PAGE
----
Erik Vickstrom, Social, Economic, and Housing Statistics Division
Using data from the American Community Survey, the Census Bureau estimated that 60.4 million, or 20.7 percent of the population, spoke a language other than English at home in 2013.
Of these people, 58.3 percent reported speaking English “very well.” The Census Bureau generates statistics on English ability by asking respondents who report speaking a language other than English at home to indicate how well they speak English: “very well,” “well,” “not well” or “not at all.” Federal programs use data from this English-speaking-ability question for three purposes:
A new working paper investigates whether this question and its self-assessment of English ability actually measure an individual’s real English ability.
Researchers at the Census Bureau have been interested in measuring English ability since the question first appeared on the 1980 Census questionnaire. In 1982, results from the Census Bureau’s English Language Proficiency Study showed a strong correlation between the English-speaking-ability question and English-proficiency test scores. In addition, results from the 1986 National Content Test found a positive correlation between spoken English ability and reading and writing ability in English. More recently, a National Research Council report called for additional research on the accuracy of this survey item.
My research seeks to provide insights into the validity of the Census Bureau’s American Community Survey English-speaking-ability question by comparing self-assessments of English ability with objective tests of English literacy. Using data from the National Assessment of Adult Literacy, conducted in 2003 by the National Center for Education Statistics, I find that self-reported English ability is consistent with objective measures of literacy.
Table 1: Descriptions of prose proficiency levels, National Assessment of Adult Literacy
Figure 1: Average prose literacy scores by self-reported English ability, National Assessment of Adult Literacy
Respondents to the National Assessment of Adult Literacy completed a literacy assessment that drew from 152 open-ended questions that simulated real-life situations. While these tests allowed the assessment of prose, document and quantitative literacy, my research focused only on prose literacy scores. The prose assessment, which sought to measure the language skills necessary for effective access to public service programs, seemed most comparable to the adult English proficiency tests on the English Language Proficiency Study.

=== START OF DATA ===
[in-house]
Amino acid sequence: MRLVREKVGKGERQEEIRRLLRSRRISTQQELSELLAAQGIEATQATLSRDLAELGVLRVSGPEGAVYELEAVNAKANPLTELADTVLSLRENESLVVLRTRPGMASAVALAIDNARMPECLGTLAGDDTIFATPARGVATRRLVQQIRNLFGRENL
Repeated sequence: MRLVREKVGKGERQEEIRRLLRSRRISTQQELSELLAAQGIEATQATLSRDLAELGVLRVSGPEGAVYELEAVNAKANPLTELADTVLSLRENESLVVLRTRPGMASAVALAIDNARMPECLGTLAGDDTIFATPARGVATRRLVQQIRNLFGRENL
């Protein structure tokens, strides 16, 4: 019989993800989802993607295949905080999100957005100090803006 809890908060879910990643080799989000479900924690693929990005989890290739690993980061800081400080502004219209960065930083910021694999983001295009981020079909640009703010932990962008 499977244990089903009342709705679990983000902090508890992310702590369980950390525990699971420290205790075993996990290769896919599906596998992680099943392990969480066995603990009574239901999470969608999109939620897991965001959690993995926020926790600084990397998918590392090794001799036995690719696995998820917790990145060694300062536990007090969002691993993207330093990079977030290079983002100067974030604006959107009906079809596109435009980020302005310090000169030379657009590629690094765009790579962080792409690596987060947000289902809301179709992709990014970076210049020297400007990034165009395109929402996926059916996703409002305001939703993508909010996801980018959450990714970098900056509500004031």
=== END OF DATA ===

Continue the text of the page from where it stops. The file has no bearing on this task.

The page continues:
The prose literacy assessment allowed the calculation of a prose score of between 0 and 500 for respondents. The literacy scores correspond to four performance levels: “below basic,” “basic,” “intermediate” and “proficient.” Table 1 shows these performance levels with the corresponding ranges of literacy scores, key abilities and sample tasks for each level. For example, respondents scoring in the “proficient” prose-score range are able to compare viewpoints in two editorials, while those scoring in the “intermediate” prose-score range are able to consult reference materials to determine which foods contain a particular vitamin.
Figure 1 shows the relationship between self-assessed English ability and prose scores among National Assessment of Adult Literacy respondents as measured by the literacy assessment. Respondents who reported speaking only English score 284 on the prose literacy assessment, indicating that they have, on average, intermediate proficiency. Those speakers of languages other than English who report speaking English “very well” have an average prose-literacy score of 269. This score falls in the intermediate performance level. In contrast, speakers of languages other than English who report speaking English “well” have an average score of 233, which puts them in the basic performance level. Those who reported speaking English “not well” or “not at all” scored 151 and 111, respectively, and both groups fall in the below-basic performance level.
Speakers of non-English languages who report speaking English “very well,” like English-only speakers, have average prose-literacy scores that fall into the intermediate performance level. Prose literacy at this level indicates abilities sufficient to read and understand moderately dense, less commonplace prose texts. Thus, the speakers with the best self-reported English ability can perform the same key tasks as the average English-only speaker. Speakers of languages other than English reporting an English ability of less than “very well,” in contrast, have lower language skills on average.
These results suggest that the English-ability question, despite being a self-assessment, does a good job of measuring English ability.